|Cited Patent||Filing date||Publication date||Applicant||Title|
|US3329293 *||May 31, 1966||Jul 4, 1967||Baumbach Darrel W||Tamper-proof container cover|
|US3338444 *||Jul 11, 1966||Aug 29, 1967||Velt Evert D||Safety bottle top|
|US3612323 *||Sep 25, 1969||Oct 12, 1971||Malick Dell M||Safety closure|
|US3733001 *||Apr 5, 1972||May 15, 1973||Sunbeam Plastics Corp||Child-proof container and closure unit|
|US3739934 *||Nov 8, 1971||Jun 19, 1973||Shore Plastics||Tamper-proof bottle closure|
|US4364483 *||Jul 10, 1981||Dec 21, 1982||Erich Golde||Child proof screw cap|
|US4413742 *||Dec 28, 1981||Nov 8, 1983||Jeffrey Sandhaus||Child-resistant closure member|
|US4535905 *||Sep 26, 1984||Aug 20, 1985||Jeffrey Sandhaus||Closure|
|US5115928 *||Dec 11, 1990||May 26, 1992||Drummond Jr Archie G||Convertible child-resistant closure assembly|
|US5205424 *||Jun 10, 1992||Apr 27, 1993||Merck & Co., Inc.||Child resistant cap and container assemblage|
|US5234118 *||Sep 18, 1992||Aug 10, 1993||Owens-Illinois Closure Inc.||Child resistant closure|
|US5236107 *||Sep 21, 1992||Aug 17, 1993||Stull Closure Technologies, Inc.||Dispensing cap construction|
|US5509550 *||Jan 5, 1995||Apr 23, 1996||Primary Delivery Systems, Inc.||Child resistant cap with automatic release key|
|Citing Patent||Filing date||Publication date||Applicant||Title|
|US6202869 *||Mar 31, 1999||Mar 20, 2001||Scott L Sullivan||Child-resistant/senior-friendly container|
|US7918360||Apr 5, 2011||Silgan Plastics Corporation||Container with overcap|
|US20090223967 *||Apr 1, 2008||Sep 10, 2009||Silgan Plastics Corporation||Container with overcap|
|U.S. Classification||215/220, 215/223, 215/330|
|Sep 7, 1995||AS||Assignment|
Owner name: SILGAN PLASICS CORPORAITON, MISSOURI
Free format text: ASSIGNMENT OF ASSIGNORS INTEREST;ASSIGNORS:CHILDERS, TERRI C.;HANEY, JACK E.;JOE, DEBRA R.;AND OTHERS;REEL/FRAME:007781/0247
Effective date: 19950905
|Jun 19, 2000||FPAY||Fee payment|
Year of fee payment: 4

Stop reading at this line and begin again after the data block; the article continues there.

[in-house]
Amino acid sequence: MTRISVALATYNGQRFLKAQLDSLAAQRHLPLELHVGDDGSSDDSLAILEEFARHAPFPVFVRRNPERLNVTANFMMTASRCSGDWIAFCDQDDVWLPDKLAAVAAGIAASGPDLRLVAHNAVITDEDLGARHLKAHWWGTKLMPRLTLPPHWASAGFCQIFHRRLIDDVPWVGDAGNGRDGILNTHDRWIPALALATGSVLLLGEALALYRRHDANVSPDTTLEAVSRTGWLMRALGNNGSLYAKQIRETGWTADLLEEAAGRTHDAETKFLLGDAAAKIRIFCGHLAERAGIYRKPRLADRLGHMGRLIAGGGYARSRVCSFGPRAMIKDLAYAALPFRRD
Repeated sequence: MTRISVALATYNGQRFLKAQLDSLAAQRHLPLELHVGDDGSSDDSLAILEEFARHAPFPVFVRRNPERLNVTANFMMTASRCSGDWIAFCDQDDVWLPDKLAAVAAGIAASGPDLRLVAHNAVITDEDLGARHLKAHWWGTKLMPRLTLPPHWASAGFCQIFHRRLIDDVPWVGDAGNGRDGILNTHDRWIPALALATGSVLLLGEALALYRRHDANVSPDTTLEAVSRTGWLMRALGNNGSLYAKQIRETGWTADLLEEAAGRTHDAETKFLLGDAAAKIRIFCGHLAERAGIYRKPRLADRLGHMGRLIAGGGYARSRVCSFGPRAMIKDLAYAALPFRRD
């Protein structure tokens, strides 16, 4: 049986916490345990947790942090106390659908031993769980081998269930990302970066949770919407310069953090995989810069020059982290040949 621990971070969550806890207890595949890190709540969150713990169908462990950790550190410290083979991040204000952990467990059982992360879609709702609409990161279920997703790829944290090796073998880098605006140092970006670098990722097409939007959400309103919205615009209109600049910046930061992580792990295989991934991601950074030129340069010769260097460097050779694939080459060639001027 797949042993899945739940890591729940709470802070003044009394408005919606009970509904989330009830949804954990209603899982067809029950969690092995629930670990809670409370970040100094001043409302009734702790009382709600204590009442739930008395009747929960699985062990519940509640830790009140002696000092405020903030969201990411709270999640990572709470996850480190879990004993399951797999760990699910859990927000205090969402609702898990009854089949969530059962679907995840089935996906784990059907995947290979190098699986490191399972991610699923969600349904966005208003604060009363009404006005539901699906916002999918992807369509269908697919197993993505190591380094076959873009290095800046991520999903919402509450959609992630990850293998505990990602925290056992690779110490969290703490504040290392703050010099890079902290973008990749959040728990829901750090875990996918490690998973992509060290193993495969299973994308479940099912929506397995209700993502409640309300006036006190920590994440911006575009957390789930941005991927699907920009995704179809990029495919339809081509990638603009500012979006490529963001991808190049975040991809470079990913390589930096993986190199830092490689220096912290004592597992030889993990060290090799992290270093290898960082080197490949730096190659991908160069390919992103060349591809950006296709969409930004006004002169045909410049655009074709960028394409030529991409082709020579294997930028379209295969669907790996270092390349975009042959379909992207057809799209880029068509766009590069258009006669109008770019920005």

|Feb 26, 2002||AS||Assignment|
Owner name: BANKERS TRUST COMPANY, NEW YORK
Free format text: ASSIGNMENT OF SECURITY INTEREST IN UNITED STATES PATENTS;ASSIGNOR:SILGAN CONTAINERS CORPORATION;REEL/FRAME:012641/0685
Effective date: 19970729
|Aug 6, 2002||AS||Assignment|
Owner name: DEUTSCHE BANK TRUST COMPANY AMERICAS, NEW YORK
Free format text: SECURITY AGREEMENT;ASSIGNOR:SILGAN CONTAINERS CORPORATION;REEL/FRAME:013146/0718
Effective date: 20020628
|Aug 14, 2002||AS||Assignment|
Owner name: SILGAN PLASTICS CORPORATION, MISSOURI
Free format text: PATENT RELEASE;ASSIGNOR:DEUTSCHE BANK TRUST COMPANY AMERICAS, (F/K/A BANKERS TRUST COMPANY);REEL/FRAME:013184/0426
Effective date: 20020628
|Jun 2, 2004||FPAY||Fee payment|
Year of fee payment: 8
|Jul 5, 2005||AS||Assignment|
Owner name: SILGAN PLASTICS CORPORATION, CONNECTICUT
Free format text: PATENT RELEASE;ASSIGNOR:DEUTSCHE BANK TRUST COMPANY AMERICAS, AS COLLATERAL AGENT;REEL/FRAME:016460/0964
Effective date: 20050630
Owner name: SILGAN CONTAINERS CORPORATION, CONNECTICUT
Free format text: PATENT RELEASE;ASSIGNOR:DEUTSCHE BANK TRUST COMPANY AMERICAS, AS COLLATERAL AGENT;REEL/FRAME:016460/0928
Effective date: 20050630
|Jun 30, 2008||FPAY||Fee payment|
Year of fee payment: 12
|Mar 8, 2013||AS||Assignment|
Owner name: SILGAN PLASTICS LLC, MISSOURI
Free format text: MERGER;ASSIGNOR:SILGAN PLASTICS CORPORATION;REEL/FRAME:029953/0310
Effective date: 20081216